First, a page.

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will look on them without being able to hinder or oppose the marvellous event: that is, the apparent extirpation of real Christianity in the western church (which is the scene of the prophecy) will make way for better times, when the ministers and professors of the Gospel shall be far more zealous and prospered than before; as the ascension of Christ. to glory, subsequent to his death and resurrection (from which the allusion seems to be taken), was followed by more glorious and blessed effects than any that preceded this event.

Such is undoubtedly the general outline of the prophecy. But what are the facts which correspond with it? This inquiry will lead me to mention a few of the various opinions of commentators respecting it.

Some writers suppose that the slaying, rising, and ascending of the witnesses, refer to the constant and alternate persecutions and triumphs of the confessors of Christ during the whole period of the twelve hundred and sixty years: they resolve the three days and a half into prophetic days of years, and then consider the three years and a half as coinciding with “ the time, and times, and half a time," and thus make the period equal with the prophetic forty-two months, or twelve hundred and sixty days of years. This, however, appears to be an unwarrantable liberty with the language of prophecy, and would render it extremely vague and uncertain.

Another class of interpreters are of opinion that this prophecy received its completion in the case of John Huss and Jerome of Prague, who were two faithful witnesses and martyrs for the cause of Christ, and who were condemned to death, and afterwards burned for heresy, by the council of Constance, which sat about three years and a half; namely, from November 1414 to April 1418. But this hypothesis would evidently render the prophecy of « private interpretation.'

• Others refer its accomplishment to the popish persecution in England in bloody Mary's reign, about the year 1553: some, to the massacre of the Protestants in France, 1572, and others, to the cruelty exercised on the Waldenses in Piedmont, under the Duke of Savoy, A. D. 1685: all of which remarkable persecutions lasted about three years and a half. But none of these hypotheses are satisfactory to the accurate students of prophecy.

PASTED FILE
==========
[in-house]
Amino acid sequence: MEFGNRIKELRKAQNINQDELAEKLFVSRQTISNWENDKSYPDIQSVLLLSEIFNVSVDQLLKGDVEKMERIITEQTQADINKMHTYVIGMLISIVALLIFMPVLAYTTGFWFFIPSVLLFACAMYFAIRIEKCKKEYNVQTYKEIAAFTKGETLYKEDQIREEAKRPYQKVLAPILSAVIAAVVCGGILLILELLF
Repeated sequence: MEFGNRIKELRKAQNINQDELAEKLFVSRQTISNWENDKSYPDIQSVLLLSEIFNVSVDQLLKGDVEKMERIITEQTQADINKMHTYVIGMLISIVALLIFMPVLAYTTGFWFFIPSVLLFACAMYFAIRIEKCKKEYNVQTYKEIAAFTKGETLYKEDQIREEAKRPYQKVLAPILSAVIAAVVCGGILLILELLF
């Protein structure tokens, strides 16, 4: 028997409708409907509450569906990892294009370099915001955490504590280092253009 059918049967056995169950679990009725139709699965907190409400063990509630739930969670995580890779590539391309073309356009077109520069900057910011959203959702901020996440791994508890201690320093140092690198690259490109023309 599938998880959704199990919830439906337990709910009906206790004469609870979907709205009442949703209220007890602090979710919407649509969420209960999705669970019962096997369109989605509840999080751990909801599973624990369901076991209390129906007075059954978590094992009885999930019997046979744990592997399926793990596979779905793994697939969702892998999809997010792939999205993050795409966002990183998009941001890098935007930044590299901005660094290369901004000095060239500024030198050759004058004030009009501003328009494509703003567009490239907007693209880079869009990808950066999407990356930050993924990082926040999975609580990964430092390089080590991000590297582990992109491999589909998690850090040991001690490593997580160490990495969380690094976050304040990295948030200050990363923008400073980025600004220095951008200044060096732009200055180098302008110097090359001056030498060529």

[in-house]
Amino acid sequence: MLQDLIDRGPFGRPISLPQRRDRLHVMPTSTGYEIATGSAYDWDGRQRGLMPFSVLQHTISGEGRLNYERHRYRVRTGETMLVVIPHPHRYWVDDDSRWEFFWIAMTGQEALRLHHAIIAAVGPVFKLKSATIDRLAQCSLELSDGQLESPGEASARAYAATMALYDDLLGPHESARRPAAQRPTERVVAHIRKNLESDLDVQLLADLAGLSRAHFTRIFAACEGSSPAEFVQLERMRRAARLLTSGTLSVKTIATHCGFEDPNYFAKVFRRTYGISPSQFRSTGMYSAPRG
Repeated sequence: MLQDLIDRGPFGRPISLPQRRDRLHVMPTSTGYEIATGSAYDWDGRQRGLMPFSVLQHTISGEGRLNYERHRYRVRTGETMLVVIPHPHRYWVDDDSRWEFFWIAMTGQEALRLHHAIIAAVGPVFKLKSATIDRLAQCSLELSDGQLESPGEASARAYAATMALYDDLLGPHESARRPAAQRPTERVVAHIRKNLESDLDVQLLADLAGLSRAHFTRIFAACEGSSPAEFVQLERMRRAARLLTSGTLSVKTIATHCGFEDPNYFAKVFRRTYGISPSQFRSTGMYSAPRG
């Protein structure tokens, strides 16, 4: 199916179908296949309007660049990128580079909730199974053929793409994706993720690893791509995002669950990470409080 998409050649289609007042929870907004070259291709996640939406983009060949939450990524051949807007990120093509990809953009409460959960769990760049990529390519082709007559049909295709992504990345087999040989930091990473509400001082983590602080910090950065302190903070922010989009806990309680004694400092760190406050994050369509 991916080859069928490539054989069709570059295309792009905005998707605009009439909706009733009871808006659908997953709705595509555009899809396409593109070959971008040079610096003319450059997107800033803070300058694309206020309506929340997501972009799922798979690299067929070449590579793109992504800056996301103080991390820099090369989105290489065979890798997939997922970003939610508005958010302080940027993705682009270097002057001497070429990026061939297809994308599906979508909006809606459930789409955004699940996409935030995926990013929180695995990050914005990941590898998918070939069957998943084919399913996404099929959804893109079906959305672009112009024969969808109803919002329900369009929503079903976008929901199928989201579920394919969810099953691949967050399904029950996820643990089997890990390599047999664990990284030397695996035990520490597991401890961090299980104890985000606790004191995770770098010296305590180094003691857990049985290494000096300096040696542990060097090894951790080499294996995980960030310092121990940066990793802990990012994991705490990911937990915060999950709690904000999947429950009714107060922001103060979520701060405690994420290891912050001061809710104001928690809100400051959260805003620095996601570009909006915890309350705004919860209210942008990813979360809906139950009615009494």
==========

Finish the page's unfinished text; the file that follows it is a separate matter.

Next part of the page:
The next hypothesis is supported by many eminent writers, among which are Messrs. Faber, Cuninghame, Holmes, and Fuller, with Dr. Bryce Johnston, and others. These commentators confidently suppose that the prophecy of the death and resurrection of the witnesses received its accomplishment in the suppression of Protestantism in Germany, A.D. 1548, and its restoration about three years and a half afterwards, A. D. 1551. As this opinion is, perhaps, the most plausible of any that implies the prophecy to be past, and as it is received by so many able and respectable authors, it may be proper to give an outline of it.-In the year 1546, the confederacy which had been entered into by the Protestant princes of Germany for the defence of their religion (usually called the league of Smalcalde), was broken to pieces. The Elector of Saxony and Landgrave of Hesse, alone remained in arms. On the 24th of April 1547, the elector was totally routed and taken prisoner at the battle of Muhlberg. The landgrave was soon after obliged to submit likewise, and, by a dishonourable stratagem, was seized and confined by the emperor. In the following year, a new system of doctrine, afterwards called the Interim, which had been prepared by the command of the emperor, was presented to the diet assembled at Augsburg, to receive their sanction as a general rule of faith in Germany, till a council should be convened. By this instrument Protestantism was in a manner suppressed, and the mass restored. The interim was read and accepted in the diet, on the 15th of May 1548; and the reformed religion was almost entirely suppressed throughout the provinces. The death of the witnesses, therefore, is supposed to have taken place when these German Protestants were silenced; and the Papists “ rejoiced over them, and made “ merry, and sent gifts one to another.” But this joy of the enemies of the true Church was of no long continuance; for, in the space of three years and a half, the witnesses were again raised to life. About the end of the year 1551, Maurice of Saxony, who had long meditated the deliverance of the Protestants, accomplished his object, and obtained the treaty of Passau; by which the Protestants were allowed the free exercise of their religion, and readmitted into the imperial chamber; from which, ever since the treaty of Muhlberg, they had been excluded. Thus, they rose again, and ascended into the symbolical heaven of the government. The war against the witnesses, and their death, were to take place in the broad street of the “ great city, which